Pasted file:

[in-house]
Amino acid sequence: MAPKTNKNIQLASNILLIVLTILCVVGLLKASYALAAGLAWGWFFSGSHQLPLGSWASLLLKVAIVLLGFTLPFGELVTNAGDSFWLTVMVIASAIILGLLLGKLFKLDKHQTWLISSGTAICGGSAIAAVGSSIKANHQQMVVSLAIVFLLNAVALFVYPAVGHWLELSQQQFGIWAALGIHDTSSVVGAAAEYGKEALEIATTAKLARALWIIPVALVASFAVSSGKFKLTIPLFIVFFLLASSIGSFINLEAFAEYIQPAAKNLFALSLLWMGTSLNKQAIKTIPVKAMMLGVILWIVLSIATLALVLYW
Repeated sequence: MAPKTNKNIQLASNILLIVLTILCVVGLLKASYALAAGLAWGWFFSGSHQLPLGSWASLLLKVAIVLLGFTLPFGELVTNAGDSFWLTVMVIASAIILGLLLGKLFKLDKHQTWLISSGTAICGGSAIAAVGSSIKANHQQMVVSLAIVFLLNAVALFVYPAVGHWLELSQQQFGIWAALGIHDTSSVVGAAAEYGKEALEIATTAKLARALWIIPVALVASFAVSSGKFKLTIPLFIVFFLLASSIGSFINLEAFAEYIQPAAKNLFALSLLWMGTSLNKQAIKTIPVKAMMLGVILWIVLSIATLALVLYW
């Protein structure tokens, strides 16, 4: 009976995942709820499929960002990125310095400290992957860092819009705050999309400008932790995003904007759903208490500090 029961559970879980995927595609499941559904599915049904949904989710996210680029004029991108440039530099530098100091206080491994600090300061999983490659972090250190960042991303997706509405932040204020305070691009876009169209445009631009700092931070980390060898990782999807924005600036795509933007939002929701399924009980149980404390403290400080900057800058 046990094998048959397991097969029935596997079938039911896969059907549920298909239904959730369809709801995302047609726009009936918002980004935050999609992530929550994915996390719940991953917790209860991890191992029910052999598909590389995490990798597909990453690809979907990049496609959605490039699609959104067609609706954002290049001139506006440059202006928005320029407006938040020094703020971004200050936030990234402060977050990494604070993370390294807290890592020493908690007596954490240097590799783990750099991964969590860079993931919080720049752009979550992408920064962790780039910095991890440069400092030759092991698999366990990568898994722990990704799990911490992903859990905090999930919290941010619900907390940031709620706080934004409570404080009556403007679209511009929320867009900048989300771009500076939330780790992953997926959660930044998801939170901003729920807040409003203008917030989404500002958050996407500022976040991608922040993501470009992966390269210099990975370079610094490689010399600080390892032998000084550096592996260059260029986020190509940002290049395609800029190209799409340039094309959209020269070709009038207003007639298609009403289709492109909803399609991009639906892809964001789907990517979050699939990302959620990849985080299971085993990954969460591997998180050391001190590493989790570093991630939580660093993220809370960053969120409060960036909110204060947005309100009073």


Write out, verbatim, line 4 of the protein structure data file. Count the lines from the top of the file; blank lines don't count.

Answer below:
């Protein structure tokens, strides 16, 4: 009976995942709820499929960002990125310095400290992957860092819009705050999309400008932790995003904007759903208490500090 029961559970879980995927595609499941559904599915049904949904989710996210680029004029991108440039530099530098100091206080491994600090300061999983490659972090250190960042991303997706509405932040204020305070691009876009169209445009631009700092931070980390060898990782999807924005600036795509933007939002929701399924009980149980404390403290400080900057800058 046990094998048959397991097969029935596997079938039911896969059907549920298909239904959730369809709801995302047609726009009936918002980004935050999609992530929550994915996390719940991953917790209860991890191992029910052999598909590389995490990798597909990453690809979907990049496609959605490039699609959104067609609706954002290049001139506006440059202006928005320029407006938040020094703020971004200050936030990234402060977050990494604070993370390294807290890592020493908690007596954490240097590799783990750099991964969590860079993931919080720049752009979550992408920064962790780039910095991890440069400092030759092991698999366990990568898994722990990704799990911490992903859990905090999930919290941010619900907390940031709620706080934004409570404080009556403007679209511009929320867009900048989300771009500076939330780790992953997926959660930044998801939170901003729920807040409003203008917030989404500002958050996407500022976040991608922040993501470009992966390269210099990975370079610094490689010399600080390892032998000084550096592996260059260029986020190509940002290049395609800029190209799409340039094309959209020269070709009038207003007639298609009403289709492109909803399609991009639906892809964001789907990517979050699939990302959620990849985080299971085993990954969460591997998180050391001190590493989790570093991630939580660093993220809370960053969120409060960036909110204060947005309100009073």